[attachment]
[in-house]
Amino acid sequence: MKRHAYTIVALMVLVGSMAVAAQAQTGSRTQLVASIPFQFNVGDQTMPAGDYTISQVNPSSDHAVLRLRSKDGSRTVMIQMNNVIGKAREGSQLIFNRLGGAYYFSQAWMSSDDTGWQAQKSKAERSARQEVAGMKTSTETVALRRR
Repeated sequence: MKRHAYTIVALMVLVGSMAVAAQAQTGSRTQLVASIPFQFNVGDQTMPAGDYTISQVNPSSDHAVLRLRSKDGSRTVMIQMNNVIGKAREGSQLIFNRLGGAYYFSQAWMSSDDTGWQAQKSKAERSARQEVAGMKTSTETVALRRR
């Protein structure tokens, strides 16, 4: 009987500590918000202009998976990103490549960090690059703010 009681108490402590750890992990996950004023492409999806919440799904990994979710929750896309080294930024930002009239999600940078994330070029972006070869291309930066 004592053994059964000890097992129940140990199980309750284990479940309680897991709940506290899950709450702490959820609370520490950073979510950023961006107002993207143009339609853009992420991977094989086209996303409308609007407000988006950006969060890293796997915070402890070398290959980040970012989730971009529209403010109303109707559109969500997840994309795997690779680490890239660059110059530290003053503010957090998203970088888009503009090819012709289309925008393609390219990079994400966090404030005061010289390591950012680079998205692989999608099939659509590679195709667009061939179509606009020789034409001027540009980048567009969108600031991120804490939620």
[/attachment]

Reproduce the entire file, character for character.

[in-house]
Amino acid sequence: MKRHAYTIVALMVLVGSMAVAAQAQTGSRTQLVASIPFQFNVGDQTMPAGDYTISQVNPSSDHAVLRLRSKDGSRTVMIQMNNVIGKAREGSQLIFNRLGGAYYFSQAWMSSDDTGWQAQKSKAERSARQEVAGMKTSTETVALRRR
Repeated sequence: MKRHAYTIVALMVLVGSMAVAAQAQTGSRTQLVASIPFQFNVGDQTMPAGDYTISQVNPSSDHAVLRLRSKDGSRTVMIQMNNVIGKAREGSQLIFNRLGGAYYFSQAWMSSDDTGWQAQKSKAERSARQEVAGMKTSTETVALRRR
């Protein structure tokens, strides 16, 4: 009987500590918000202009998976990103490549960090690059703010 009681108490402590750890992990996950004023492409999806919440799904990994979710929750896309080294930024930002009239999600940078994330070029972006070869291309930066 004592053994059964000890097992129940140990199980309750284990479940309680897991709940506290899950709450702490959820609370520490950073979510950023961006107002993207143009339609853009992420991977094989086209996303409308609007407000988006950006969060890293796997915070402890070398290959980040970012989730971009529209403010109303109707559109969500997840994309795997690779680490890239660059110059530290003053503010957090998203970088888009503009090819012709289309925008393609390219990079994400966090404030005061010289390591950012680079998205692989999608099939659509590679195709667009061939179509606009020789034409001027540009980048567009969108600031991120804490939620």